Letter to the Last Megafauna
My friends, you wouldn’t like it here, moss
squelching underfoot, lean drizzle
tickling your rivulets, bare trees.
We’d give you names like Babar, Dumbo, Topsy,
then shackle your legs for safety (ours),
parade you in a car for entertainment (ours).
Everywhere we go (archaeology shows) the giants
disappear – save you, the last of the mammoths,
eyelid creased with wrinkles, black eye watching.
Some say we compare our manhood to your tusks,
and feel ashamed. I say your remind us of more –
raising clouds like smoke on columnar feet.
First we trained you to the chain, now rope,
soon a string will keep you in place.
It has come to this: elephant or skyscraper.
My friends, stay put, stay huge, stay bulldozer slow,
uprooting acacia and spurting fountains of mud
at the barrels of cameras and rifle scopes alike.
I write to you from the damp sponge of England,
but red dust swills my nostrils, and sun drums my hide.
I could stand upright in the chambers of your heart.
(first published in A Poetry of Elephants, ValMor Press, 2016)
Now we come to the part where the smallest
children file onstage, in animal pyjamas,
the village hall pumping the dance number
they practiced since September, and still
don’t really know, when the audience starts
clapping along to the music, because most
are related to one or another, a mum, gran,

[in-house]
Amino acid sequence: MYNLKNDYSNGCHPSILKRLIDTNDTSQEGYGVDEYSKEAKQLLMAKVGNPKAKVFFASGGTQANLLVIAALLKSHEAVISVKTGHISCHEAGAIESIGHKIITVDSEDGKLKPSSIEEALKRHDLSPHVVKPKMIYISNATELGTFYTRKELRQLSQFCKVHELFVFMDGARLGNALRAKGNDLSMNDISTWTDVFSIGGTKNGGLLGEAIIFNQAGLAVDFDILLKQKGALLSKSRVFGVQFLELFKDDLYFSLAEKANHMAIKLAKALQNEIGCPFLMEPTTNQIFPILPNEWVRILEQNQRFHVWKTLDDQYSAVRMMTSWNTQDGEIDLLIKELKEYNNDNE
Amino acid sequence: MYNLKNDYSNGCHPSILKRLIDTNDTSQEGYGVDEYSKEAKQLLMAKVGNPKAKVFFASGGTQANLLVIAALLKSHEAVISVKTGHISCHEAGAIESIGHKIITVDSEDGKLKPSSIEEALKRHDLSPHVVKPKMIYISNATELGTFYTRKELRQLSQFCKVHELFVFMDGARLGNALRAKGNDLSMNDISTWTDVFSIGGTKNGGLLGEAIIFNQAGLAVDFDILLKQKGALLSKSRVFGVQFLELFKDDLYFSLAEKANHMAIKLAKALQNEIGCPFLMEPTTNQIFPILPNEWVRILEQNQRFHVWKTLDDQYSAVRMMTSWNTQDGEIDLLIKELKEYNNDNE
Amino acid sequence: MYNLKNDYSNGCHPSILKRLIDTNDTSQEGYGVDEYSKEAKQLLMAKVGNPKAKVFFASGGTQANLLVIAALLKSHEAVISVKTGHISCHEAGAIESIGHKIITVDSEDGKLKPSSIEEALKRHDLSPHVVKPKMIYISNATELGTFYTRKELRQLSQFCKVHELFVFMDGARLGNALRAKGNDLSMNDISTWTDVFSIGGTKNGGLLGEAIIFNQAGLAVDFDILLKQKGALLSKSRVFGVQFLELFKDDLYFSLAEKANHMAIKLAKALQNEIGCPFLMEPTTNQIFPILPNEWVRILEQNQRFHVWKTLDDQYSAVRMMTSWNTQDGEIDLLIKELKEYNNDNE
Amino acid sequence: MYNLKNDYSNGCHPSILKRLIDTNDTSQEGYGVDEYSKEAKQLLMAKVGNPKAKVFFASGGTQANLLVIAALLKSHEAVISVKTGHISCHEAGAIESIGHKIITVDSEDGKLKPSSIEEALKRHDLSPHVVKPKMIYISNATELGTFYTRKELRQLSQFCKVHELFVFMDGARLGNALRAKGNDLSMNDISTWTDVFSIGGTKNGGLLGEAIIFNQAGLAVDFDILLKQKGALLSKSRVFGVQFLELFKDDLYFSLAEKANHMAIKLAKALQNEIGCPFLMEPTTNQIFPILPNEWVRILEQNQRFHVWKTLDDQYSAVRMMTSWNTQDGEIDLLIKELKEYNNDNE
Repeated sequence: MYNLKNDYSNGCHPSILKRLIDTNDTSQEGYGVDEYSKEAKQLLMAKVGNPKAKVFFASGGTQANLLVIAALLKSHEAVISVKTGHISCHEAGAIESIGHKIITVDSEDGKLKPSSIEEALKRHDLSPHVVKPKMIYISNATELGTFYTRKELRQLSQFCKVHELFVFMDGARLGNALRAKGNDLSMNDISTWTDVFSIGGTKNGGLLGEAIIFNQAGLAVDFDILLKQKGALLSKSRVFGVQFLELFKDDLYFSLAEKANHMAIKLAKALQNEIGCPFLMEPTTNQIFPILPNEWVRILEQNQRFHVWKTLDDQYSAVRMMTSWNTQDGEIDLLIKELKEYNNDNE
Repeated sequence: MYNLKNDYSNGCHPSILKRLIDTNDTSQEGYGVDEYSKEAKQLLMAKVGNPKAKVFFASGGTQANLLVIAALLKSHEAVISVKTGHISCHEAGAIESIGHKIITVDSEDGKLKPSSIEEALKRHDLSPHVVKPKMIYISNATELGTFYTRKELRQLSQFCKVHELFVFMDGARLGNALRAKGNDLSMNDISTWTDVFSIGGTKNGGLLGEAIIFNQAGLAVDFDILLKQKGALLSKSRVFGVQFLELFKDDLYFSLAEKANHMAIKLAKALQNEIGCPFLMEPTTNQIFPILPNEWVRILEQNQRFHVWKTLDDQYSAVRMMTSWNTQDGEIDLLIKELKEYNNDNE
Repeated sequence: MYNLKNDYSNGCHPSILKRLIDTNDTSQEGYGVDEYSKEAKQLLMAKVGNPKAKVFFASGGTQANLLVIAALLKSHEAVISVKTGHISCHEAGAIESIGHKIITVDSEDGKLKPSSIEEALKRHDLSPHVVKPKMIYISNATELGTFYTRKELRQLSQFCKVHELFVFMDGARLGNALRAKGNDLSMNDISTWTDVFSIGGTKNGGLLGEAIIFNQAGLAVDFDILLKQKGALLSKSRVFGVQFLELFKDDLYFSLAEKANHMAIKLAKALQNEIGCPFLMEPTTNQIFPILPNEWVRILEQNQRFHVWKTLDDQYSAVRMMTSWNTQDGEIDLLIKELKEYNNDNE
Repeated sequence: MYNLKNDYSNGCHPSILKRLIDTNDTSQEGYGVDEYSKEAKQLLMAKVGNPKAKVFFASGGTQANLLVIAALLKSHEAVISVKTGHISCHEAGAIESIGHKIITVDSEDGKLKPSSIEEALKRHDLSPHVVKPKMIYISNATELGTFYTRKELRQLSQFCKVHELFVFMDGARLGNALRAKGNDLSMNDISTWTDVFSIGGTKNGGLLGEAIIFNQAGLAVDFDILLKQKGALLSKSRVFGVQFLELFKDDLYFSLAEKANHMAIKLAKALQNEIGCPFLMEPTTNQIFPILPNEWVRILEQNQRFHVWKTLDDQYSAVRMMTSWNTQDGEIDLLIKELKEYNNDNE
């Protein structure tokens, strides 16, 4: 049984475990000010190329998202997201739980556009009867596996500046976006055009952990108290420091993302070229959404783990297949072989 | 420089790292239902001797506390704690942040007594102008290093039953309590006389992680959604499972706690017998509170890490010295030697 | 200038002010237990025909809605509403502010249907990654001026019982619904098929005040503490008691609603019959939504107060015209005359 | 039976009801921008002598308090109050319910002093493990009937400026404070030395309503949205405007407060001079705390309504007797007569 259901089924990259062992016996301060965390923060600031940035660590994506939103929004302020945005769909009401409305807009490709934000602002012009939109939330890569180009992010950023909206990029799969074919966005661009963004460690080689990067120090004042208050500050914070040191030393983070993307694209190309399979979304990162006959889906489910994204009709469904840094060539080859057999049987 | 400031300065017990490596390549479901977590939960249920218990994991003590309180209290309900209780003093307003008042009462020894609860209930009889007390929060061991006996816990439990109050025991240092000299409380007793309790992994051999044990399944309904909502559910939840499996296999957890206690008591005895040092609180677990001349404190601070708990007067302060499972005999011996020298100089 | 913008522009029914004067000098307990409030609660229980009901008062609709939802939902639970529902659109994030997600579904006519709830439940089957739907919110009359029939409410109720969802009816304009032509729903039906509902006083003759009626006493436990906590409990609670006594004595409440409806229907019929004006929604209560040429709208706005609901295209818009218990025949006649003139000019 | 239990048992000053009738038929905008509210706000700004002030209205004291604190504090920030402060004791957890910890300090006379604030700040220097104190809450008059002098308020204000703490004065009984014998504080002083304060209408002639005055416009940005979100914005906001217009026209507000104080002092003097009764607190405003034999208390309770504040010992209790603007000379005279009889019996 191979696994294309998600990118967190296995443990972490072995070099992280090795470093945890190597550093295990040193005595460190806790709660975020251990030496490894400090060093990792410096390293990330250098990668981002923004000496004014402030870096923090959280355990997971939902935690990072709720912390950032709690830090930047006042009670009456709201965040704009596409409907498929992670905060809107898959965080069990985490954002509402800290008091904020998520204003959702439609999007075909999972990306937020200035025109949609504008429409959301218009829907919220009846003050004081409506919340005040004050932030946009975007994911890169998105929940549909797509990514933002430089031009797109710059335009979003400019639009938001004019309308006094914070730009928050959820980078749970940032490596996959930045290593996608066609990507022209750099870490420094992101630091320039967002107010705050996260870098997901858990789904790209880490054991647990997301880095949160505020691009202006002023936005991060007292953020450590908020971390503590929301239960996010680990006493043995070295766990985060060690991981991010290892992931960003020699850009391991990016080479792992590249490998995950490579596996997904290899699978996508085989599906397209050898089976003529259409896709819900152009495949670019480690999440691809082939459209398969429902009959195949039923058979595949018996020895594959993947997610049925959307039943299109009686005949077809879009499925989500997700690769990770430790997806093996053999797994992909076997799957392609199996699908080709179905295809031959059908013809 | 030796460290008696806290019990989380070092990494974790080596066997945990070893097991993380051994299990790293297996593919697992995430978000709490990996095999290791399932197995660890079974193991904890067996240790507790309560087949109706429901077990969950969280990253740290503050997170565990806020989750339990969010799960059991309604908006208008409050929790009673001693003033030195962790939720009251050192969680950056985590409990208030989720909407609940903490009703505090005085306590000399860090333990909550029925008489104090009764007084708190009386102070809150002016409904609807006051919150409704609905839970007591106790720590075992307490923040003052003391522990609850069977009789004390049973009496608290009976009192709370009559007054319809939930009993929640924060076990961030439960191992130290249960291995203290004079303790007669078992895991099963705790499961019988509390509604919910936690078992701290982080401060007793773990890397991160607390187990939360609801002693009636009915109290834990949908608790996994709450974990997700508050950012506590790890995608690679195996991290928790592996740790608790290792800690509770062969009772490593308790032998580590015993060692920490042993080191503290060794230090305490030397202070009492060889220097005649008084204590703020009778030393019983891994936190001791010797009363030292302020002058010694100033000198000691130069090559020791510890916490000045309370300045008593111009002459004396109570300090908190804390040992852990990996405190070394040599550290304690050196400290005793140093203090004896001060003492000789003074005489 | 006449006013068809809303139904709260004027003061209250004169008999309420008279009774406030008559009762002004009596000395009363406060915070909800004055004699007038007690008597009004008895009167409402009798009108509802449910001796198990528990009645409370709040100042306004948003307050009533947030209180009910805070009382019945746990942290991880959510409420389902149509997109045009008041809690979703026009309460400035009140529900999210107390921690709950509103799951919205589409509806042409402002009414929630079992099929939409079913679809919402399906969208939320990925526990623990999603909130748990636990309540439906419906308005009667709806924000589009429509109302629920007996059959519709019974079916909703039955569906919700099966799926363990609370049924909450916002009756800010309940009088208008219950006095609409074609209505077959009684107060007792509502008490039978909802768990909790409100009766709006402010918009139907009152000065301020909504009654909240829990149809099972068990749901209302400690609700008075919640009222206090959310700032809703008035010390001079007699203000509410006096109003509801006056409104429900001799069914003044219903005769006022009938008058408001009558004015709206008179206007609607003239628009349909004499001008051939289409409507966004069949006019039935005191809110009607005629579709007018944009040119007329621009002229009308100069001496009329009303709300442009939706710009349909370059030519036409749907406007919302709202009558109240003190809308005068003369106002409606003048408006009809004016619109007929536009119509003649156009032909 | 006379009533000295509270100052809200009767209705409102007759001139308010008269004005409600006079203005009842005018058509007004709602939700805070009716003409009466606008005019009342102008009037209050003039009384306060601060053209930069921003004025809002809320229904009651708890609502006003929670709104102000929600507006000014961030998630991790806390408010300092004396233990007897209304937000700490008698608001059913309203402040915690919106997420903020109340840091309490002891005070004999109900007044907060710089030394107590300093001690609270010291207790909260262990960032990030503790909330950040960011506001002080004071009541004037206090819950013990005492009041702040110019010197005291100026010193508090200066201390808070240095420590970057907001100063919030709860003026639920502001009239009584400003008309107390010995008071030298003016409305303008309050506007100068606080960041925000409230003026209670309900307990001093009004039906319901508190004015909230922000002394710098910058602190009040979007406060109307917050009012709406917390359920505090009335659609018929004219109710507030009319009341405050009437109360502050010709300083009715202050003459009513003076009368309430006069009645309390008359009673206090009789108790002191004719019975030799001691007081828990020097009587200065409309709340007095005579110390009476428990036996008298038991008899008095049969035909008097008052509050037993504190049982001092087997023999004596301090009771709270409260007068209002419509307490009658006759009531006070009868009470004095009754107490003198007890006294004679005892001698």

uncle or aunt, and though they don’t say
the L-word much, picking them up at school
or tucking them in at night, this is their
way of saying: yes the lights are blinding,
the jokes over even our heads, but we are
here in the dark, loving the way you miss
the cue, hands up when everyone’s hands
are down, wanting to absorb like a black
sponge every drop of trepidation, so there
is only the thrill of being seen; clapping
to say: give us everything, all you’ve got.
(Both poems are from Cyclone, Nine Arches Press, July 2018)
Robert Peake is a British-American poet. His previous full-length collection is The Knowledge (Nine Arches Press, 2015). His work has featured in Acumen, Iota, Magma, The Interpreters House, The North, Berkeley Poetry Review, North American Review, and Poetry International. His film-poem collaborations have been widely screened at festivals throughout the US, UK, and Europe. Robert founded the Transatlantic Poetry online reading series and is a Poetry Surgery tutor for The Poetry Society. He lives with his wife and cat in rural Hertfordshire.